Evaluation of Ocular Motor Function

Evaluation of Ocular Motor Function

Richard London

Alignment of the eyes during early years of life is critical for the development of normal binocular vision and sensory fusion. Always determine alignment from the most natural condition to the less natural conditions. That is, start with the normal, undisrupted viewing conditions sometimes referred to as associated viewing conditions, where both eyes are allowed to take their natural alignment in an attempt to view an object of regard. Examples of tests under associated viewing conditions that detect the presence of an ocular deviation are observation, Hirschberg, Bruckner, and unilateral cover tests. When possible, the magnitude of the deviation can be confirmed by dissociated viewing conditions such as the neutralization of the angle with an alternate cover test. These tests prevent the eyes from seeing simultaneously and, thus, are less natural because this does not occur in the routine viewing of the world.

Assessment of ocular alignment begins with the first observation of the patient. Notice any assumed head postures. Head turns may be indicative of horizontal rectus palsy, a null point for nystagmus, or special conditions such as Duane retraction syndrome. Head tilts are suggestive of vertical deviations—usually superior oblique palsies (Fig. 16.1). It is also helpful to review old photos (“Fat scan” or family album tomography). The fact that a patient adopts an assumed head posture usually suggests fusion potential and should be viewed as a positive sign for future therapy.

The observation begins from the time the patient is greeted, and continues during the taking of history. The goal is to obtain an assessment of the patient’s head posture under natural and un–self-conscious conditions. An estimate of the magnitude of the assumed head posture in degrees should be attempted.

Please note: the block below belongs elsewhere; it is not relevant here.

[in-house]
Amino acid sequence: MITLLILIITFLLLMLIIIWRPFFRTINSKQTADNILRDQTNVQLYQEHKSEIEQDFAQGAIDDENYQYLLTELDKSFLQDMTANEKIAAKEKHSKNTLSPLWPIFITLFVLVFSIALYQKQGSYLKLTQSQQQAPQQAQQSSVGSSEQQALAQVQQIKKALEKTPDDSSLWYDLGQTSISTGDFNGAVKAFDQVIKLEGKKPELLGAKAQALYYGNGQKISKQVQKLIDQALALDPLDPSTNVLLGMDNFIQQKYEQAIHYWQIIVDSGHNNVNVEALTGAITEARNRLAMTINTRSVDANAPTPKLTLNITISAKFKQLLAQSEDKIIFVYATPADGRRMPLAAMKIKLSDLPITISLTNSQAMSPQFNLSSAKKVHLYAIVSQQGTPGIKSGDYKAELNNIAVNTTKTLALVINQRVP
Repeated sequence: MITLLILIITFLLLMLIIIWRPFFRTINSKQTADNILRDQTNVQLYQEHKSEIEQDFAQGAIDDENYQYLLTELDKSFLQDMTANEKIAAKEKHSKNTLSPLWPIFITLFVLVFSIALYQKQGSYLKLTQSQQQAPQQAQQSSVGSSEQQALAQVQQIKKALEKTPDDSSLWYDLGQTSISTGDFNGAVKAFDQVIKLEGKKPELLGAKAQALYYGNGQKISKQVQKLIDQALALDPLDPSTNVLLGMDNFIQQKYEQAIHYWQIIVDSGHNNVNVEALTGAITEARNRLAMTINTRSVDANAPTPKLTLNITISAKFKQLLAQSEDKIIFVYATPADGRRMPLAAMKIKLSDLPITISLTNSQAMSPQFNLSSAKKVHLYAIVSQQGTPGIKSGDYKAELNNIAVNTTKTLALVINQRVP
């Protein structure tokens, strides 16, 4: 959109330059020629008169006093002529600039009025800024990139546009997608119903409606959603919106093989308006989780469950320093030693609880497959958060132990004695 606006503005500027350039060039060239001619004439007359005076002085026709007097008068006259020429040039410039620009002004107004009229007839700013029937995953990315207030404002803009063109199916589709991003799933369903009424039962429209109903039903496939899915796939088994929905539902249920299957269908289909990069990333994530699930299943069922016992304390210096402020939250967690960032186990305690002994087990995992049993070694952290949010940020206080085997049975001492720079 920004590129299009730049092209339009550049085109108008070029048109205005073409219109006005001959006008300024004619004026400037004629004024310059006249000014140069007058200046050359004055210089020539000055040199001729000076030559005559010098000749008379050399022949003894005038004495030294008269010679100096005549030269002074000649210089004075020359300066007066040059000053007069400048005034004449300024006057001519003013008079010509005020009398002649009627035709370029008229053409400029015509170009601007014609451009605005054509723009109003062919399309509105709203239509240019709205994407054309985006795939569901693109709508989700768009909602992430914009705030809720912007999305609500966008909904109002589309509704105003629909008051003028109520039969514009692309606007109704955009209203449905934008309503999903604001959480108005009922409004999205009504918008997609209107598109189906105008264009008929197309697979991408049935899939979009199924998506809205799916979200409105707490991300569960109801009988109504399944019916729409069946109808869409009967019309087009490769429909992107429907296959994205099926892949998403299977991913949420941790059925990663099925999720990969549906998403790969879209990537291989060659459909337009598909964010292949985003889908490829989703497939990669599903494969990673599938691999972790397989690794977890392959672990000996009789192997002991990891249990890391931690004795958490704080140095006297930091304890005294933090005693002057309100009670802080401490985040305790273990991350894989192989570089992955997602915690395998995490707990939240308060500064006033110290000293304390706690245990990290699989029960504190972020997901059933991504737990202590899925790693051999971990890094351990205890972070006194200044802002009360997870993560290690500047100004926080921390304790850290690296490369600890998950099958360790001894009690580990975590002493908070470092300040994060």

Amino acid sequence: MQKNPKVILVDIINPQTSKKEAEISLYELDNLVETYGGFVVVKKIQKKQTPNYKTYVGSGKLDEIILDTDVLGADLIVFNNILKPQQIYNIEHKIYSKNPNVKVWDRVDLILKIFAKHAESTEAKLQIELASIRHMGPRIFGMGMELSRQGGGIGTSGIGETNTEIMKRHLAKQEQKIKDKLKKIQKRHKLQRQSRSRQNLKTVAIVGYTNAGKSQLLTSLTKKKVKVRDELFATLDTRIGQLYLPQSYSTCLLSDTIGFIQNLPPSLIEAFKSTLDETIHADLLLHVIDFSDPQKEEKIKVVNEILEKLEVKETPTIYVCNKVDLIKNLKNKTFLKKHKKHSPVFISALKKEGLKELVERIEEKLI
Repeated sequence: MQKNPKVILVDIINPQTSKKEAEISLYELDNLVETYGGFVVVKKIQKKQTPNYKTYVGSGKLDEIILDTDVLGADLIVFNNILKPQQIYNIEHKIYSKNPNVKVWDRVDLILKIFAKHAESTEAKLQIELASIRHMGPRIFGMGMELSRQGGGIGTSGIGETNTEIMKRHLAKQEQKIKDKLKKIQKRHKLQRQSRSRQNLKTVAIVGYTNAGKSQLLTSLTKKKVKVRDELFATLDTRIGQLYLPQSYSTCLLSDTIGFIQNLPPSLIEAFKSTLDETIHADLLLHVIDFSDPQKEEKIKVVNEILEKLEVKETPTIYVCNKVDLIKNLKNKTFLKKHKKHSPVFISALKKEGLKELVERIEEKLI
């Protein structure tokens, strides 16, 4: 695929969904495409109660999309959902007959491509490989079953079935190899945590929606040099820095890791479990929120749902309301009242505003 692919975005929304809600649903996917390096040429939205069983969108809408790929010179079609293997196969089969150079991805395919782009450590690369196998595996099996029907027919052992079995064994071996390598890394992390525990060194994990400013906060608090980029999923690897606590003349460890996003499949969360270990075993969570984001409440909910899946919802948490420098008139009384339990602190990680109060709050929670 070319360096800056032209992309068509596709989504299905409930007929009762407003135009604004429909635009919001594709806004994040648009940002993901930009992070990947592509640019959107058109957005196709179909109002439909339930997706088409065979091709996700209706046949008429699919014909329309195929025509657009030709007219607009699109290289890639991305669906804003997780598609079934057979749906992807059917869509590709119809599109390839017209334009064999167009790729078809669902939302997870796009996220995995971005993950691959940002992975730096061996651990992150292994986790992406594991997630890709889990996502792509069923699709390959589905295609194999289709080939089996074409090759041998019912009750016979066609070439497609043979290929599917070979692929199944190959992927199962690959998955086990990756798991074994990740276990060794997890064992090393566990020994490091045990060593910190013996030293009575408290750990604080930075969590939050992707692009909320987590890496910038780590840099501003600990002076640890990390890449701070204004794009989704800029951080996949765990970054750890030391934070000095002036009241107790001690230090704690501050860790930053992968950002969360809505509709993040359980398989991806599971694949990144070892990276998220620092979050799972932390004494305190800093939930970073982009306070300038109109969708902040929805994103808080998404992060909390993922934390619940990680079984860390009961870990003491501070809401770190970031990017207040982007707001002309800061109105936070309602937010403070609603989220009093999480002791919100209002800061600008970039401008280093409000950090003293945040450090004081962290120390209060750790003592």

Following observation, more objective measurements of the angle of deviation are accomplished by light reflex tests and cover tests. Whereas the light reflex tests are the simplest, quickest, and easiest to perform on infants and young children, they are not as sensitive as cover tests. All of these tests require controlling the patient’s attention and accommodation.

All measurements of alignment should first be done with the patient allowed to manifest the assumed head posture, if any is present. This permits the clinician to judge the effectiveness of the attempted compensation. The head is then straightened to the forced primary position and the alignment remeasured to determine the actual magnitude of the deviation that the patient must overcome to maintain fusion.

Light Reflex Tests


The least obtrusive measurements are those where the patient simply looks at a light source held by the examiner. These measurements are determined by the Hirschberg and Bruckner
tests. The Bruckner test permits a qualitative judgment regarding the alignment of the eyes and anisometropia (1,2). Suspicion of the presence of these two major contributors to the development of amblyopia, therefore, can be increased or decreased by a quick and simple screening test. Evidence suggests that the Bruckner test is more reliable when the patient is older than 8 months of age (3). The direct ophthalmoscope is used as the light source for testing. A +1.00 D lens is placed in the ophthalmoscope to partially compensate for working distance and the large circular target is aimed at bridge of nose of the patient from approximately 50 cm away. Both pupils are visualized simultaneously and the brightness of the red reflexes compared. The eye with the brighter reflex is presumed either strabismic or more anisometropic (4). Pathology that affects the normal red reflex will also be identified by this test. This includes retinal detachment, gross retinal pathology; corneal, lenticular, and media opacities; anisocoria can possibly confound the result as well. It is reported that the sensitivity of the Bruckner test is 3 to 4 prism diopters (5). This test is particularly useful support as part of a battery of tests to help compensate for inherent limitations of each individual test with young children (6,7,8).

Figure 16.1. A: Infant manifests left head tilt resulting from a right superior oblique palsy. B: Same child manifesting same head tilt several years later.

A commercially available instrument that makes use of the Bruckner reflex is the MTI (Medical Technologies, Inc) photoscreener. A Polaroid photograph is taken that enhances the retinal reflex and allows a documented, simultaneous comparison between the eyes. The MTI is reported to be effective for children as young as 6 months of age. It is potentially useful as a screener for use by nurses and in schools. It has been reported easier for pediatric residents to interpret compared with direct viewing of the Bruckner reflex (9).

Hirschberg Test